Eden Robinson

Son of a Trickster

Eden Robinson

Eden Robinson is an award-winning Canadian novelist and short story writer. Born in Kitamaat, British Columbia – “on the same day as Edgar Allan Poe and Dolly Parton: January 19. I am absolutely certain that this affects my writing in some way” – she is the child of children of a mixed marriage: her Haisla father met her Heiltsuk mother during a stop in Bella Bella in his fishing days, making Robinson a member of both the Haisla and Heiltsuk First Nations. She grew up with her older brother and younger sister (CBC-TV anchor Carla Robinson) near Kitamaat Village. Kitamaat, a Tsimshian word meaning “people of the falling snow,” (and not to be confused with nearby Kitimat town), is home to 700 members of the Haisla nation, with another 800 or so living off-reserve.

Robinson started writing stories as a teen, citing Stephen King as one of her biggest early literary influences. After studying creative writing at the University of Victoria (she flunked fiction, but blossomed in poetry) and earning her B.A., Robinson moved to Vancouver to look for work that would allow her to spend time writing. A late-night writer, she ended up taking “a lot of McJobs” – janitor, mail clerk, napkin ironer. After having a short story published in the University of British Columbia’s literary magazine, PRISM international, Robinson ended up getting a Masters from the university. She published her first book, a short-story collection called Traplines, to acclaim in 1996. While Eden was finishing work on the book, her paternal grandmother died; Eden feels the knowledge of real grief affected her writing.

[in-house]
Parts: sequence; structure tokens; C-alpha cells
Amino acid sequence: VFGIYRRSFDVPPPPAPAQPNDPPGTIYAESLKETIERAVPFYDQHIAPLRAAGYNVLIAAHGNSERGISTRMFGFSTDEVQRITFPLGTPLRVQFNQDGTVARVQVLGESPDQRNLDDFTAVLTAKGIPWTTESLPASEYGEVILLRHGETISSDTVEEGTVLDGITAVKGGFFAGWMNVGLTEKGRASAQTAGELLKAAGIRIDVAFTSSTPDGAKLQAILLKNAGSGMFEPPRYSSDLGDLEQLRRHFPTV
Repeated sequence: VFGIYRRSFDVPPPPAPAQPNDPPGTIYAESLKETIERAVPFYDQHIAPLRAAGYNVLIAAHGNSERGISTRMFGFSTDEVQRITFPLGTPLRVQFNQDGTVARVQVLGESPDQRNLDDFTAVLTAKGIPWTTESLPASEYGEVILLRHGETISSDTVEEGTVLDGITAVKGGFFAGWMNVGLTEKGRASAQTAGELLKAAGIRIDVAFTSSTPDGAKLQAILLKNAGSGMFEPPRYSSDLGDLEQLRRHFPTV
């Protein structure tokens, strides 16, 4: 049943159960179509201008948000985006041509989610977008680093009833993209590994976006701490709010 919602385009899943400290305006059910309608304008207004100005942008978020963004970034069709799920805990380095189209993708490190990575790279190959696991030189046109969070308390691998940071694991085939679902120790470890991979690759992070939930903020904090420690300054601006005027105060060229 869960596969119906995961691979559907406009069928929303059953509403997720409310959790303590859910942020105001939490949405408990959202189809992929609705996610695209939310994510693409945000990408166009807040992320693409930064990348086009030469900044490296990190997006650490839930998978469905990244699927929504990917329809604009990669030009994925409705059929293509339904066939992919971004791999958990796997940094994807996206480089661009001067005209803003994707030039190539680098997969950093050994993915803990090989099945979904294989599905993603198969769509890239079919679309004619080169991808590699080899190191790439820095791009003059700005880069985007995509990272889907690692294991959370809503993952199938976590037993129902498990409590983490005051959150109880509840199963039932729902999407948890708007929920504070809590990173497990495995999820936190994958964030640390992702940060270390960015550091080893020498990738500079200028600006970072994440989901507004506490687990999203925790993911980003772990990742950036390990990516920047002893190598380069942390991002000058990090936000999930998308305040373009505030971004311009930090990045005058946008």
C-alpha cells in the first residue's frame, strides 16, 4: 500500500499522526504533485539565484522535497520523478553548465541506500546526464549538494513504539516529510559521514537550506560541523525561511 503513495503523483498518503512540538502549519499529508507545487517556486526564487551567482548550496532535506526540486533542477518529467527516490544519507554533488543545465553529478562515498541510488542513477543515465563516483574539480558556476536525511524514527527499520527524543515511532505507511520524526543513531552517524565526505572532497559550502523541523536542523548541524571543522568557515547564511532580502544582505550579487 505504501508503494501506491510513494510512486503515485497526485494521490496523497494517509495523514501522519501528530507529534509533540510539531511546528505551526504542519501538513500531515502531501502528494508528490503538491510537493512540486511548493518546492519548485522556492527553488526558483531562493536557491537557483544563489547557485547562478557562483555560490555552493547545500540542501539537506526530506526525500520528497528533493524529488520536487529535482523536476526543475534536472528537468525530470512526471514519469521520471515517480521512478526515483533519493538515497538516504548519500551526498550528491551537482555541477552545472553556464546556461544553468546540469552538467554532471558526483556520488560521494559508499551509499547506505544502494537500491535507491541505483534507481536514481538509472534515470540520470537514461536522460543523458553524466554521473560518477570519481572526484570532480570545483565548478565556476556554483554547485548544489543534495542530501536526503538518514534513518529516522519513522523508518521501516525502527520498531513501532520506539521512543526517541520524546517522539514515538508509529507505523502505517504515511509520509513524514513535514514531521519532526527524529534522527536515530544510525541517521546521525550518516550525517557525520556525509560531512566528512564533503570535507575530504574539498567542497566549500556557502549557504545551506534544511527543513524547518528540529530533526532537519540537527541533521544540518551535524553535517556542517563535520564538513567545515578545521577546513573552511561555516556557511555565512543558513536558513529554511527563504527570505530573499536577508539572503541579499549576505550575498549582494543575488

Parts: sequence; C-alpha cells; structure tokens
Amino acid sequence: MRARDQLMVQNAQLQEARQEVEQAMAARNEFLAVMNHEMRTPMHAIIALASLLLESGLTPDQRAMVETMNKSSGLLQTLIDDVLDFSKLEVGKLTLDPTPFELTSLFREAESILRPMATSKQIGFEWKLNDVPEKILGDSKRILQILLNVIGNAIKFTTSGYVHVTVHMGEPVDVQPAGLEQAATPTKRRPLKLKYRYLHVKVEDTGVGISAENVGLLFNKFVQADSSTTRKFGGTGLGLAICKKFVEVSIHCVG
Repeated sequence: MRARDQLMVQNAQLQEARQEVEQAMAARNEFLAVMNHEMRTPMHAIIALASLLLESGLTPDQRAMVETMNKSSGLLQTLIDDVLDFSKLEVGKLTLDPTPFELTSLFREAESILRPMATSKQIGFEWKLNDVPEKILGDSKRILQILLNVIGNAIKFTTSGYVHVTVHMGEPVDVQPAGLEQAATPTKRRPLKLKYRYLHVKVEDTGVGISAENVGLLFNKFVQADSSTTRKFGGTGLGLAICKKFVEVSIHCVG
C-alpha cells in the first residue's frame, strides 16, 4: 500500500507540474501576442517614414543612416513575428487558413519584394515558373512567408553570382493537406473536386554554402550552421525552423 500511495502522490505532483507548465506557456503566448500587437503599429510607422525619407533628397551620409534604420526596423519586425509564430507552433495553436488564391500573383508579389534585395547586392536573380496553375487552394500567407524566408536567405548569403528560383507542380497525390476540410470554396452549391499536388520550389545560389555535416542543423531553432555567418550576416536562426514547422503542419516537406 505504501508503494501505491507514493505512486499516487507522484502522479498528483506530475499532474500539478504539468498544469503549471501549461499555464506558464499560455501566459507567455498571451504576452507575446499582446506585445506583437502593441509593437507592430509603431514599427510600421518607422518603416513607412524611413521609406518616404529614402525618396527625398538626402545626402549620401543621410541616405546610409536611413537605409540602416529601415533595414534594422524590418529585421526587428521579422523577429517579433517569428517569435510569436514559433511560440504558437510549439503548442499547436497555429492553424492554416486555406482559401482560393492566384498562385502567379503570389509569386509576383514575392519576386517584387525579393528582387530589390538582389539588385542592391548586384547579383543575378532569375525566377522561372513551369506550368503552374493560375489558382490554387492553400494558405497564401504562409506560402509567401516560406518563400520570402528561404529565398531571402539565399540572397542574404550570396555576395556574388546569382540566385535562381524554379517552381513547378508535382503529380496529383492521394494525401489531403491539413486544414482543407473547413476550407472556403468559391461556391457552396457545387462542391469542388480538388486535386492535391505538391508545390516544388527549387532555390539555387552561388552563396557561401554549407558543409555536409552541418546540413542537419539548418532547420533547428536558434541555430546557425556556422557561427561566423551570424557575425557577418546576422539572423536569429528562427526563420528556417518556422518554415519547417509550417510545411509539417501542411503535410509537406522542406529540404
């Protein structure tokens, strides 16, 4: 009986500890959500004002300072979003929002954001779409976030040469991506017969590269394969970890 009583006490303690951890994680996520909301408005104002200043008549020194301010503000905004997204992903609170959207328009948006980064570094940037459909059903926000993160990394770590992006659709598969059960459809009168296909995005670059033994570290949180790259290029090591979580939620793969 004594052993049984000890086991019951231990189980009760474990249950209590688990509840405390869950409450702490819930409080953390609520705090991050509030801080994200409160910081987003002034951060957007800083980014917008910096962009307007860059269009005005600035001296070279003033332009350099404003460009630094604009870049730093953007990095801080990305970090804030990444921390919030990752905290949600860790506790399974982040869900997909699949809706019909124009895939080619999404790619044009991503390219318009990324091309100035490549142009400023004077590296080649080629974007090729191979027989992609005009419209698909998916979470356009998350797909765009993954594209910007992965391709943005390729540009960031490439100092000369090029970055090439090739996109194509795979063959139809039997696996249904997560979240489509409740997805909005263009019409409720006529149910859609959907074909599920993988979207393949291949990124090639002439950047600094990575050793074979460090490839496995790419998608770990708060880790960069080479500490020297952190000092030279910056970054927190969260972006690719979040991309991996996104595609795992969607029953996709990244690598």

With the publication her first full-length novel, Monkey Beach, in 2000, and subsequent writing, Eden Robinson has become one of Canada’s first female Native writers to gain international attention. She has used her celebrity to draw attention to Native rights issues including health care, lack of subsidized housing, overcrowding, and job access. SON OF A TRICKSTER is the first of a trilogy, and its sequel, TRICKSTER DRIFT, is slated for publication in 2018.


Traplines (1996) – Winifred Holtby Memorial Prize

The Penguin Anthology of Stories by Canadian Women (contributor, 1998)

Monkey Beach (2000) – Ethel Wilson Fiction Prize, shortlisted for Scotiabank Giller Prize, shortlisted for Governer General’s Literary Award

So Long Been Dreaming: Postcolonial Science Fiction and Fantasy (contributor, 2004)

Blood Sports (2006)

Sasquatch at Home: Traditional Protocols & Modern Storytelling (2011)

Walking the Clouds: An Anthology of Indigenous Science Fiction (contributor, 2012)

Mothership: Tales from Afrofuturism and Beyond (contributor, 2013)

Son of a Trickster (2017) – shortlisted for Scotiabank Giller Prize

Trickster Drift (coming 2018)

Other – Writer’s Trust Engel/Findley Award for body of work, recipient of the Writers’ Trust Fellowship


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